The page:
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[CAPE TOWN] Africa's biggest emitter of greenhouse gases — South Africa — unveiled plans for a research and development strategy to address climate change this week at a national conference in Midrand.

But, although South Africa's Department of Science and Technology says the strategy will help the country produce locally relevant findings on climate change that can feed into national policies, some local scientists are unimpressed with the conference.

They argue that the government — already accused of being 'anti-science' by HIV/AIDS researchers — is more interested in publicity.

Rob Adam, the department's director-general, said the strategy would be finalised after scientists had provided their input. Research priorities identified so far include climate modelling, long-term monitoring of climate change, and studies of its impacts on society and the environment.

Adam warned that poor countries would come under increasing political pressure to reduce their greenhouse gas emissions. South Africa's environment minister, Marthinus van Schalkwyk, however, told Reuters news agency that US demands for poverty-stricken countries to do so were "much too early".

"But while we put pressure on the developed world we must put our own house in order," said van Schalkwyk.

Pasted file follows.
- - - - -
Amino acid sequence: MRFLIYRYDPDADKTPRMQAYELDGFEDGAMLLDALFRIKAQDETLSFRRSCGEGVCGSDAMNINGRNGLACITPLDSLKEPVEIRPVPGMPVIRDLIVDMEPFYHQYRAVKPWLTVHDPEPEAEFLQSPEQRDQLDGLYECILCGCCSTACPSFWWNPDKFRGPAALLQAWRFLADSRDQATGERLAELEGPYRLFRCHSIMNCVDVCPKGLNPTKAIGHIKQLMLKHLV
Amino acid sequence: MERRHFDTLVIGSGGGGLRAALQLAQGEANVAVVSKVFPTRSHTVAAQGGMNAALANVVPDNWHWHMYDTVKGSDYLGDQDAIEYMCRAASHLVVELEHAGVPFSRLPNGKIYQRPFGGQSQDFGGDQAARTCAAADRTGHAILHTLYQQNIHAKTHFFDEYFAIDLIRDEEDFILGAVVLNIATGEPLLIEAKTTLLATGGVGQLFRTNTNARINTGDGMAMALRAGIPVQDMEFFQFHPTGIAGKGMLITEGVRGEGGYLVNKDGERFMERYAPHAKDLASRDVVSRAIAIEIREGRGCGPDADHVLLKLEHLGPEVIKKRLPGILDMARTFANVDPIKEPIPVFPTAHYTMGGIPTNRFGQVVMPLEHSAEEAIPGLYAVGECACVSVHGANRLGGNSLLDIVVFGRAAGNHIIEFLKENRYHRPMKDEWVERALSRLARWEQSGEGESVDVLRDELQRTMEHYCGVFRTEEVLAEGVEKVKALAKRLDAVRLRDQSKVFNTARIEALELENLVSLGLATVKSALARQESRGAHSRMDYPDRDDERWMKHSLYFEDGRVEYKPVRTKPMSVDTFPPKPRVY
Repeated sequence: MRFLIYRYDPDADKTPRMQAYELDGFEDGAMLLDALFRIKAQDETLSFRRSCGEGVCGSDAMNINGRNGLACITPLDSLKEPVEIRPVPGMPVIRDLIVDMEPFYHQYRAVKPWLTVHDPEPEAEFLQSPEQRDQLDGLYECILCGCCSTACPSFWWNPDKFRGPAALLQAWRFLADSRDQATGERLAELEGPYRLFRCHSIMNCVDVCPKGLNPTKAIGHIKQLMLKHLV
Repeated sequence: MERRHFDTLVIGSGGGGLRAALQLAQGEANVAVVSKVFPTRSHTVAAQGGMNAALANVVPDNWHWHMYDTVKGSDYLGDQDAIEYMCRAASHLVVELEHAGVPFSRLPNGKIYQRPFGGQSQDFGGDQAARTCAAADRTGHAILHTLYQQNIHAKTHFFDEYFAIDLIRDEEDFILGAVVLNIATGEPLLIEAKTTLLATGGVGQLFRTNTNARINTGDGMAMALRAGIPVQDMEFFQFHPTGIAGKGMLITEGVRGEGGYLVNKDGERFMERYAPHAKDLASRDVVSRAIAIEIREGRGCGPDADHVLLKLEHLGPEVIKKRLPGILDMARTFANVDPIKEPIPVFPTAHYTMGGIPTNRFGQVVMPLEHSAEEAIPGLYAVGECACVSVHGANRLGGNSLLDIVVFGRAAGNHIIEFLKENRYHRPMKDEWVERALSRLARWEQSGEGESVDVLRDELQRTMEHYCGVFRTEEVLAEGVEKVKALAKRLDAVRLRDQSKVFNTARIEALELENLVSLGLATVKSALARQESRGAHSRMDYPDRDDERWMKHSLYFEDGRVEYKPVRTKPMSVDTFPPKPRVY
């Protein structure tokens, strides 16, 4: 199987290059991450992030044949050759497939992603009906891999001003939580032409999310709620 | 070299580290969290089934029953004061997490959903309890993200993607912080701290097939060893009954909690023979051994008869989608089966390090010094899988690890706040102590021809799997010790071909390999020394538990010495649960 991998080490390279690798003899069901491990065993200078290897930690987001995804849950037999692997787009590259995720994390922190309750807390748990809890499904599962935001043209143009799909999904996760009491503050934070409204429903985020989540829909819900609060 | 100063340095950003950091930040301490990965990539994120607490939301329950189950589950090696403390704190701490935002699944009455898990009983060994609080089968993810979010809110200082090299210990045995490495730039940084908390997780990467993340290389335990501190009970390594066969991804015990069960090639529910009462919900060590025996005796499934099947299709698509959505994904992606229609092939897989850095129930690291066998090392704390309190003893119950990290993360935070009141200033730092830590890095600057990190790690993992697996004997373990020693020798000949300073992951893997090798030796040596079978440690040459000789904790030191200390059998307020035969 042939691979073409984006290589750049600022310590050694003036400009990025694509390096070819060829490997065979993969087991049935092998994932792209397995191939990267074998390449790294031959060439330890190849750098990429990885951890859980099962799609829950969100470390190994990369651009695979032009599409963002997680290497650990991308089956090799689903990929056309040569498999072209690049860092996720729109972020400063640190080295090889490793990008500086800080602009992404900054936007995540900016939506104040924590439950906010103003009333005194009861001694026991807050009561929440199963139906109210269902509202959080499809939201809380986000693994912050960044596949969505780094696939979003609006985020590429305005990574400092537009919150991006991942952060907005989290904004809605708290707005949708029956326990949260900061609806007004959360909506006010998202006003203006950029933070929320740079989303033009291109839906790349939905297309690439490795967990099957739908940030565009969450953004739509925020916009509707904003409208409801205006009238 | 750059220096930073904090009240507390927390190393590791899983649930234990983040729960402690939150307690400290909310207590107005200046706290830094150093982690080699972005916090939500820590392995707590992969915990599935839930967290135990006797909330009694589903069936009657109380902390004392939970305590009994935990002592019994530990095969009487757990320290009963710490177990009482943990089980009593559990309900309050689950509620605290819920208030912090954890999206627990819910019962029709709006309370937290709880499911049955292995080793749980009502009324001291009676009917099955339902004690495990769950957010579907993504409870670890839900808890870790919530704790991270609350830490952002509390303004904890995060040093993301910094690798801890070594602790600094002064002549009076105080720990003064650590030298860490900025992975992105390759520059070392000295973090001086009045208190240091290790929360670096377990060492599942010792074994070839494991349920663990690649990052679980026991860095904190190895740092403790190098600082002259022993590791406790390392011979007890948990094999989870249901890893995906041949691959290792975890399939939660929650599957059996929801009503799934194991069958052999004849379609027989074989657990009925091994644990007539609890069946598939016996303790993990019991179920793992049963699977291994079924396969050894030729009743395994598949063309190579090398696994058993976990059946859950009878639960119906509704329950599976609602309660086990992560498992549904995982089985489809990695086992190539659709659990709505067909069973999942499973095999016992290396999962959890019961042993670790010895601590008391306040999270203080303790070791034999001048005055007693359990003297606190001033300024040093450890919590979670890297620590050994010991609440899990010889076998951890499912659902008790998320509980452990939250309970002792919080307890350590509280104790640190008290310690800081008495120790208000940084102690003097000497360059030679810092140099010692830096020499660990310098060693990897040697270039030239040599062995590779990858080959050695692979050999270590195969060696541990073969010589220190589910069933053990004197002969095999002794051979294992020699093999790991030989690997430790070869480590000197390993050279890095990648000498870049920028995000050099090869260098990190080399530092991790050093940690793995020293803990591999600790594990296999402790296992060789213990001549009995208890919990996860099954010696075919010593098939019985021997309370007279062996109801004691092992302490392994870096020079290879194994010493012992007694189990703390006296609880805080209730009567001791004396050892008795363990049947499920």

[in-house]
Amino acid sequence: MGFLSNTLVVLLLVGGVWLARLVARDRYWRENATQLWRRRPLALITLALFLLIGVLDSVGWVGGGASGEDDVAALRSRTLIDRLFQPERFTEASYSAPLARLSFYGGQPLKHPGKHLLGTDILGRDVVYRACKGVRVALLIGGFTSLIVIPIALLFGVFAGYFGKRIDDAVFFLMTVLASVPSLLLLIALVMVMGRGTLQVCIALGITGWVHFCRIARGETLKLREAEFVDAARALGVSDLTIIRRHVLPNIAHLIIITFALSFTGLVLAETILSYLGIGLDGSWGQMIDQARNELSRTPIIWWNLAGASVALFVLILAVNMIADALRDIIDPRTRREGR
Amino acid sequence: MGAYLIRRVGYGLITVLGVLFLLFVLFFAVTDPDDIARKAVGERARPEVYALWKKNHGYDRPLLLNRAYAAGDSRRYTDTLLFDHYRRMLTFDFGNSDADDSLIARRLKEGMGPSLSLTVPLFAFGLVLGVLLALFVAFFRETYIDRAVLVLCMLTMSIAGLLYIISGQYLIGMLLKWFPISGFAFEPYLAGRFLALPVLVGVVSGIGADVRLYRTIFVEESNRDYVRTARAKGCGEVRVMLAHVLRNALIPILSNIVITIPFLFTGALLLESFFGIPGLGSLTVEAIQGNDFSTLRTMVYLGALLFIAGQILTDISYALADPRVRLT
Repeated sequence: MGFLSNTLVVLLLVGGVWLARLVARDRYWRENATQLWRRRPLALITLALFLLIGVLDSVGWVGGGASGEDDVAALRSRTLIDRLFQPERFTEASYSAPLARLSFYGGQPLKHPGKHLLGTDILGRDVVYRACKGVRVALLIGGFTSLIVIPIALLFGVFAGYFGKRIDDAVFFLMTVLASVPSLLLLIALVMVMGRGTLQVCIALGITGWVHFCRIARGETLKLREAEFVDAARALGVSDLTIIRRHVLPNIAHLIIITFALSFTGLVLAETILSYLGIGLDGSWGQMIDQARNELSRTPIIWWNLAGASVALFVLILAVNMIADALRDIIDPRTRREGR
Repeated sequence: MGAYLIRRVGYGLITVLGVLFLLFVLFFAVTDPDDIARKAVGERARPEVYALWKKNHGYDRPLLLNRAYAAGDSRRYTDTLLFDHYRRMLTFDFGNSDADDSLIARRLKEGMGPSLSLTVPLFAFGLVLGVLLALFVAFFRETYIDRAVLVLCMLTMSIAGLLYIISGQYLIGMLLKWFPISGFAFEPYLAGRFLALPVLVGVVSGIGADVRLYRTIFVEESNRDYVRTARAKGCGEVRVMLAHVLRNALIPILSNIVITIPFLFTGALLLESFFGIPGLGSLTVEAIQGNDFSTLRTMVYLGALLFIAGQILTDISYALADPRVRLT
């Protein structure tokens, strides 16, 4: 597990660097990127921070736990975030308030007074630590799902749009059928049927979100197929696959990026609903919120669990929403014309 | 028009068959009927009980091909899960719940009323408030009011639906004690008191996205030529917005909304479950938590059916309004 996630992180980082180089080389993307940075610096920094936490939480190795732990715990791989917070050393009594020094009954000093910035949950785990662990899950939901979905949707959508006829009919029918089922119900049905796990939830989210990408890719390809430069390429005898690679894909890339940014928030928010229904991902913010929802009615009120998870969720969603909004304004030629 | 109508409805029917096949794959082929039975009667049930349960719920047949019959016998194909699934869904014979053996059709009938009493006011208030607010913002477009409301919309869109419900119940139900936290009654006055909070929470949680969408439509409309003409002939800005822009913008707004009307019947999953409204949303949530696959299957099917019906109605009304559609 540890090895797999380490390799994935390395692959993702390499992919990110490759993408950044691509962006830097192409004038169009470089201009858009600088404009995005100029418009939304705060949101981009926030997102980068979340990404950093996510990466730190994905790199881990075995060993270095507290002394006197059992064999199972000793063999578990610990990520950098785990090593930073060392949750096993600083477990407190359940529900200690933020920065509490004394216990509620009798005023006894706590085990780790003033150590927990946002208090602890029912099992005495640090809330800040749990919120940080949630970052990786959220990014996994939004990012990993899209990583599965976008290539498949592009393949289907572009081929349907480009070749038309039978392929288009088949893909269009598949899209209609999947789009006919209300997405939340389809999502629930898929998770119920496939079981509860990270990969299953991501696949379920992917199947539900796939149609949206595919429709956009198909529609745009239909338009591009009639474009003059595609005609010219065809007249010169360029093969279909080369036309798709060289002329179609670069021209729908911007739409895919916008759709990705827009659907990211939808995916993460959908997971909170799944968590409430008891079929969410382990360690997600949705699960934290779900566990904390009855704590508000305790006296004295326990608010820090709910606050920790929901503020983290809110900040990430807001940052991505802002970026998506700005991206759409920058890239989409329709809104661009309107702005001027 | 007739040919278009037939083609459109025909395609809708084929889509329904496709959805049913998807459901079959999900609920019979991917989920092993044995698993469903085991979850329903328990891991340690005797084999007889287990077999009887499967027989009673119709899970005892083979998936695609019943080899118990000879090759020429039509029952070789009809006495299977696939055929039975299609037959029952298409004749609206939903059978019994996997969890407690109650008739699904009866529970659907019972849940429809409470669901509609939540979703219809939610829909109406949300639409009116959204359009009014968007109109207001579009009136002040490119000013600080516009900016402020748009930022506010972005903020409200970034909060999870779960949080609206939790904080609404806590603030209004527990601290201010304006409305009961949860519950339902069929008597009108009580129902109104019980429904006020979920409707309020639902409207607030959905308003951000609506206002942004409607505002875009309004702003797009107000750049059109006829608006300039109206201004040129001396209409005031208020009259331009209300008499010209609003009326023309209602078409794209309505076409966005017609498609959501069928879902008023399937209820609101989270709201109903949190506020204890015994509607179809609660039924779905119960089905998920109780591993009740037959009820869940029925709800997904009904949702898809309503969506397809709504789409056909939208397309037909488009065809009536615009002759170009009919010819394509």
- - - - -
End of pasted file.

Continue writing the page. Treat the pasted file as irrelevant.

In a letter published yesterday (19 October) by the Cape Times, Philip Lloyd of the University of Cape Town said "there is something seriously wrong with the meeting. It does not represent the climate change debate in South Africa".

He said that government organisers snubbed invited scientists — including himself — when they offered to share their research.

Lloyd, who recently co-wrote a report for the Intergovernmental Panel on Climate Change (IPCC), said he noticed no input from the South African government when the IPCC's working group on climate change mitigation met in Canada last month.

Read more about climate change in Africa in SciDev.Net's news focus.

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